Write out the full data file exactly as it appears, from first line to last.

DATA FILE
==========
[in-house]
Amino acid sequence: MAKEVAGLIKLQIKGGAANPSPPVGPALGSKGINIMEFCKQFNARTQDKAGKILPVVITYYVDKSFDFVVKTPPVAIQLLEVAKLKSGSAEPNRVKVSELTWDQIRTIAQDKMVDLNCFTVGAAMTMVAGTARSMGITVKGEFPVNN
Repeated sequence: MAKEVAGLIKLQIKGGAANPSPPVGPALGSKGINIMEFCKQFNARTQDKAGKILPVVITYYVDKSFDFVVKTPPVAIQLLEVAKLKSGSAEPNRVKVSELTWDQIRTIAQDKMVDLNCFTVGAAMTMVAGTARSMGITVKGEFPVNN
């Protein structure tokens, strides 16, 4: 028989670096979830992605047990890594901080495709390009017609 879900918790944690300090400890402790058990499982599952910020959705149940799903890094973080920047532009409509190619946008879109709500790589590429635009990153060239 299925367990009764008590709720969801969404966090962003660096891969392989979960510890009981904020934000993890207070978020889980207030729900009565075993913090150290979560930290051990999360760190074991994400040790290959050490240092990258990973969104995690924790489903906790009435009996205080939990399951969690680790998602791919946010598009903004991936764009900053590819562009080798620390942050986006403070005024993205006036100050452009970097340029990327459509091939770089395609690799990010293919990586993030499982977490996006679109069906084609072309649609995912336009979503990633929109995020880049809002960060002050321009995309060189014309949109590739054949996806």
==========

[in-house]
Amino acid sequence: MAKEVAGLIKLQIKGGAANPSPPVGPALGSKGINIMEFCKQFNARTQDKAGKILPVVITYYVDKSFDFVVKTPPVAIQLLEVAKLKSGSAEPNRVKVSELTWDQIRTIAQDKMVDLNCFTVGAAMTMVAGTARSMGITVKGEFPVNN
Repeated sequence: MAKEVAGLIKLQIKGGAANPSPPVGPALGSKGINIMEFCKQFNARTQDKAGKILPVVITYYVDKSFDFVVKTPPVAIQLLEVAKLKSGSAEPNRVKVSELTWDQIRTIAQDKMVDLNCFTVGAAMTMVAGTARSMGITVKGEFPVNN
């Protein structure tokens, strides 16, 4: 028989670096979830992605047990890594901080495709390009017609 879900918790944690300090400890402790058990499982599952910020959705149940799903890094973080920047532009409509190619946008879109709500790589590429635009990153060239 299925367990009764008590709720969801969404966090962003660096891969392989979960510890009981904020934000993890207070978020889980207030729900009565075993913090150290979560930290051990999360760190074991994400040790290959050490240092990258990973969104995690924790489903906790009435009996205080939990399951969690680790998602791919946010598009903004991936764009900053590819562009080798620390942050986006403070005024993205006036100050452009970097340029990327459509091939770089395609690799990010293919990586993030499982977490996006679109069906084609072309649609995912336009979503990633929109995020880049809002960060002050321009995309060189014309949109590739054949996806």